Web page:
Sex (Re)Education: The Egg & The Sperm


How does fertilization occur? You undoubtedly have developed some sort of knowledge about this process over the years. Your science textbook details this by telling an epic story of sorts: Man ejaculates into woman, and sperm set off in a race to the finish! Thousands of tiny sperm swim against the current, up a woman’s vagina and at “tail-thrashing speed” towards a woman’s fallopian tube where a sitting egg awaits to be penetrated! Once the sperm reach the fallopian tube, and the awaiting egg, there is a “frantic battle to the finish,” all trying to reach the egg’s nucleus, where the sperm will then release its own genetic contribution. And may the best sperm win!” And then? The strongest, most successful sperm succeeds in penetrating the egg, succeeding in fertilizing it, and majestically completing the process of fertilization, and completing  conception.


Sperm is likened to Olympic gold medalist and swimmer, Michael Phelps. if!

I’m pulling these descriptions directly from educational websites meant to inform you of what happens when pregnancy occurs. Science textbooks often (though not always) reproduce similar narratives in order to teach students about the process of fertilization(1). The imagery of sperm being active, strong, speedy, and adept is repeated over and over again in science magazines and in popular culture. One article in a national science magazine went to comical extremes, describing sperm as “a formidable .00024-inch weapon, tipped with a chemical warhead”. Yeah…alright. Calm down.


An advertisement for Viagra in which sperm is depicted as smashing through the wall of the egg.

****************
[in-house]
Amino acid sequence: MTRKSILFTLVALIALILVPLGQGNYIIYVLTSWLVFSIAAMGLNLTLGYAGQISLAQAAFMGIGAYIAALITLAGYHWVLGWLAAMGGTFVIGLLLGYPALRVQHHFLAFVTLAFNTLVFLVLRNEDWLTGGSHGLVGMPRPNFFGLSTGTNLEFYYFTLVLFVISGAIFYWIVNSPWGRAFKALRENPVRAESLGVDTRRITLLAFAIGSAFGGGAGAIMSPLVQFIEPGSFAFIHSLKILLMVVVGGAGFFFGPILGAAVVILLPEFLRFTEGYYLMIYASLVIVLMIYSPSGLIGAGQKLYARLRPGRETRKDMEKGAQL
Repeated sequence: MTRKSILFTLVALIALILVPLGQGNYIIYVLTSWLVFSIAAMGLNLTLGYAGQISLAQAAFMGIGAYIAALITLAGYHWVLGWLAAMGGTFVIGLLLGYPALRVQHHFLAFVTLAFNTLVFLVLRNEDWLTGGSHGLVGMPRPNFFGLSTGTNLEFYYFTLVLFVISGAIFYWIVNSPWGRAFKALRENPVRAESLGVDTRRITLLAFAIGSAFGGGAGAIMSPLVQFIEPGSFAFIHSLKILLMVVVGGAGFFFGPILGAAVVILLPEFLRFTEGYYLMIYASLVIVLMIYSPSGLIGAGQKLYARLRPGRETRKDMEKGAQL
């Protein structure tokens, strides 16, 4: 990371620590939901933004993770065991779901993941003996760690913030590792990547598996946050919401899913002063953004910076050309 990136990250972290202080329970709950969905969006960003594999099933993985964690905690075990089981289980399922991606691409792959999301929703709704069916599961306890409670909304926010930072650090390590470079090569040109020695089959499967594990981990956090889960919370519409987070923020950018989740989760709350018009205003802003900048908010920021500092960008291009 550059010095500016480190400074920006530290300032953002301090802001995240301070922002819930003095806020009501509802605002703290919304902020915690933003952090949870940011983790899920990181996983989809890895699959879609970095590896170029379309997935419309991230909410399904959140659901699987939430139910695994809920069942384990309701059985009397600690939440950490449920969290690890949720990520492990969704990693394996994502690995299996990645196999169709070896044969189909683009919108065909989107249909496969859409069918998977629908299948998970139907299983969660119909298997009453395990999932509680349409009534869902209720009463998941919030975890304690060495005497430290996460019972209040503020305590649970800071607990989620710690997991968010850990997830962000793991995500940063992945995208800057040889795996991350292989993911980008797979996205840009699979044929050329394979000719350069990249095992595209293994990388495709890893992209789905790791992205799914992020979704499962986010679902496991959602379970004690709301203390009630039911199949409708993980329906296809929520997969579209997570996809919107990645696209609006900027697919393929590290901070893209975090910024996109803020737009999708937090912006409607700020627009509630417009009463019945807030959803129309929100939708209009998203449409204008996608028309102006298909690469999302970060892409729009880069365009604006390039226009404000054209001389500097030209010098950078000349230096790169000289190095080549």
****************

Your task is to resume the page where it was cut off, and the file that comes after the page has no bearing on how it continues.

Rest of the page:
The problem with this story is that…it’s just all wrong.

Sperm are actually quite poorly adept at fertilizing eggs. It’s actually a wonder that anyone is ever to get pregnant, frankly, when you consider how downright abysmal sperm are at fertilization. Sperm, in fact, do not swim, they do not battle, they do not have brains. The movement that occurs that gets them from vagina to fallopian tube can be described instead as random thrashing that occurs in every single direction– not just up, the vagina, and not just towards the fallopian tubes where an egg “awaits”. They get to an egg by absolute chance alone, in fact.

The egg too, is mischaracterized in these text book stories. Studies have shown that sperm are actually also not well adept to penetrate the egg, either. Apparently, sperm are more prone to miss the egg entirely once they get near it, than to penetrate it because their tails propel their heads about in every which way. Eggs actually holds the sperm’s head in place on the zona so that it doesn’t escape, and on top of that breaks down the walls of the zona at a precise time so that the sperm is able to get through it. (2)

But why does any of this matter? This type of language, when used in science textbooks and literature, reinforced gender biases that are not only harmful, they are just plain inaccurate. When scientists bring in their biases about gender roles, they are actually prone to fail to observe what is actually happening. By carrying these gendered assumptions with them to their research, scientists often won’t even attempt to look for physiological evidence that something different may be occurring, leaving all of us misinformed.

It’s actually quite comical the lengths people will go to in order to hold onto these tired and inaccurate representations of sperm. The next time you hear someone telling the familiar story of sperm battling it out to the finish line, you may just want to politely correct them.

Sex (Re)Education is a weekly series in which we debunk myths you learned during sex education back in grade school and high school.

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